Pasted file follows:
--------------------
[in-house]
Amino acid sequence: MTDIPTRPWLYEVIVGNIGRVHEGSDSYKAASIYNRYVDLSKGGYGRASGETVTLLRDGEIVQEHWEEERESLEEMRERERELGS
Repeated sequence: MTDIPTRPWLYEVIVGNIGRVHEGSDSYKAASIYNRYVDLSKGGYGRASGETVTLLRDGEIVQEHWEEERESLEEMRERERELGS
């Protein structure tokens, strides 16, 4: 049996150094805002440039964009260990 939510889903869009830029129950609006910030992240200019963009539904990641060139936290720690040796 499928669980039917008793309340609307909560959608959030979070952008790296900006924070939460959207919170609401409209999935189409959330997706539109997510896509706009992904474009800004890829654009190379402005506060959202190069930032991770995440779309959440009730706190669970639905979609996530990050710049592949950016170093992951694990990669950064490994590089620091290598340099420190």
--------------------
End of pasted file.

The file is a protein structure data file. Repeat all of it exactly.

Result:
[in-house]
Amino acid sequence: MTDIPTRPWLYEVIVGNIGRVHEGSDSYKAASIYNRYVDLSKGGYGRASGETVTLLRDGEIVQEHWEEERESLEEMRERERELGS
Repeated sequence: MTDIPTRPWLYEVIVGNIGRVHEGSDSYKAASIYNRYVDLSKGGYGRASGETVTLLRDGEIVQEHWEEERESLEEMRERERELGS
């Protein structure tokens, strides 16, 4: 049996150094805002440039964009260990 939510889903869009830029129950609006910030992240200019963009539904990641060139936290720690040796 499928669980039917008793309340609307909560959608959030979070952008790296900006924070939460959207919170609401409209999935189409959330997706539109997510896509706009992904474009800004890829654009190379402005506060959202190069930032991770995440779309959440009730706190669970639905979609996530990050710049592949950016170093992951694990990669950064490994590089620091290598340099420190």